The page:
EDITOR’S NOTE: Updated at 2:15 p.m. EDT (1815 GMT) with SpaceX statement.
The planned launch of a SpaceX Falcon 9 rocket Tuesday from Cape Canaveral of a South Korean military communications satellite has been delayed in order to address an issue on the launcher’s second stage, and potentially replace the hardware if necessary, officials said Monday.
“Standing down from tomorrow’s launch of Anasis 2 to take a closer look at the second stage, (and) swap hardware if needed,” SpaceX tweeted Monday. “Will announce new target launch date once confirmed on the range.”
It’s the second SpaceX mission to be postponed indefinitely in recent days as the company tries to cut turnaround times for reused rockets and produce new upper stages at a rapid rate to to meet a fast-paced launch schedule in the coming weeks.
SpaceX on Saturday test-fired the Falcon 9 rocket assigned to launch South Korea’s Anasis 2 communications satellite, and the company confirmed the mission was on track for liftoff Tuesday from pad 40 at Cape Canaveral Air Force Station. The launch window Tuesday was to open at 5 p.m. EDT (2100 GMT) and close at 8:55 p.m. EDT (0055 GMT).
But sources said Monday morning that the mission would be delayed, and SpaceX confirmed the delay in a tweet Monday afternoon.
And the Eastern Range, which oversees launch operations from Cape Canaveral, on Monday canceled launch hazard area notices for offshore airline and marine traffic that were associated with Tuesday’s launch opportunity.
The Anasis 2 spacecraft was manufactured by Airbus Defense and Space in Toulouse, France, and transported to Cape Canaveral last month on an Antonov An-124 cargo plane. Based on Airbus’s Eurostar E3000 satellite design, Anasis 2 “will provide secured communications over wide coverage,” Airbus said in a statement.
The launch of Anasis 2 is one of five missions SpaceX has planned through early August. A Falcon 9 launch from pad 39A at NASA’s Kennedy Space Center, a few miles north of pad 40, was to take off Saturday with a cluster of commercial satellites for SpaceX’s Starlink broadband fleet and BlackSky’s Earth-imaging constellation, but SpaceX called off the countdown “to allow more time for checkouts.”
The Falcon 9 launch with the Starlink and BlackSky satellites was initially targeted for launch June 26, but SpaceX scrubbed the launch attempt that day and was similarly vague about the reason, again citing the need for “additional time for pre-launch checkouts.”
Two more SpaceX missions were slated to launch later in July from launch pads on Florida’s Space Coast.
Argentina’s SAOCOM 1B radar observation satellite was scheduled for liftoff as soon as July 25 on a Falcon 9 rocket, and another batch of Starlink satellites — flying in tandem with three Earth-observing satellites from Planet — were expected to launch around the end of July.
Another Starlink launch on a Falcon 9 was planned in early August. Schedules for subsequent Starlink missions have not been announced, but SpaceX is booked to launch the next Crew Dragon spacecraft with astronauts to the International Space Station and a GPS navigation satellite as soon as September.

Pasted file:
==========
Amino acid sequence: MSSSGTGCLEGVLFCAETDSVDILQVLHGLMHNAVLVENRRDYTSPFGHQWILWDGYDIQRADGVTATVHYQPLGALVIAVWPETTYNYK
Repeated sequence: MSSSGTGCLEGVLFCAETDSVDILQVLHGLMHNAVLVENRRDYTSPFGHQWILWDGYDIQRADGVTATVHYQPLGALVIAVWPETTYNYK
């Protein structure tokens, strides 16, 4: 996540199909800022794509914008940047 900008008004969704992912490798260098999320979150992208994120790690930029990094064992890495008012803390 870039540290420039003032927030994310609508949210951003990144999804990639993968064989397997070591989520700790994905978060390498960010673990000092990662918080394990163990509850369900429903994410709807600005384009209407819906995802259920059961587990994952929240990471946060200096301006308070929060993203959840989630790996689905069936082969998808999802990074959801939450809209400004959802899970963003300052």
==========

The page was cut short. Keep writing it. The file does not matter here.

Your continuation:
The launch dates for those missions could be delayed as a ripple effect from the back-to-back postponements of the Starlink/BlackSky mission and the Anasis 2 flight.
The Anasis 2 mission will use a Falcon 9 first stage that previously flew May 30 to carry aloft NASA astronauts Doug Hurley and Bob Behnken on SpaceX’s Crew Dragon spacecraft. The booster, designated B1058, landed on SpaceX’s drone ship “Of Course I Still Love You” in the Atlantic Ocean, and then returned to Port Canaveral for refurbishment ahead of its second flight.
In order to achieve the rapid-fire launch cadence planned in the coming weeks, SpaceX is aiming to cut its turnaround time for reused rockets. The shortest span between launches of the same Falcon 9 booster to date has been 62 days, which SpaceX achieved with a Feb. 17 mission.
If the Anasis 2 launch had gone ahead Tuesday, the booster for that mission would have launched on its second flight just 45 days after its first flight May 30.
Elon Musk, SpaceX’s founder and CEO, has previously said he wants to launch, recover and re-launch Falcon 9 booster twice within a 24-hour period. But Musk has not recently repeated those comments, instead focusing on SpaceX’s larger, next-generation Starship launch vehicle to make the next leap in reusable rocket technology.
SpaceX currently has five Falcon 9 boosters in its inventory, and the company has flown two brand new first stages in its 11 missions so far this year. At least two more new Falcon 9 first stages are scheduled to enter service in the coming months, with SpaceX’s next launch of astronauts and the next launch of a U.S. military GPS navigation satellite, both currently planned no earlier than September.
A Falcon Heavy launch planned in late 2020 with a clandestine U.S. military payload will fly with three Falcon rocket boosters, all brand new. SpaceX officials said in December that the company planned to build around 10 new Falcon first stages in 2020.
With its success in reusing Falcon 9 booster stages, the company haas ramped up production of Falcon 9 second stages, which are new on each mission.
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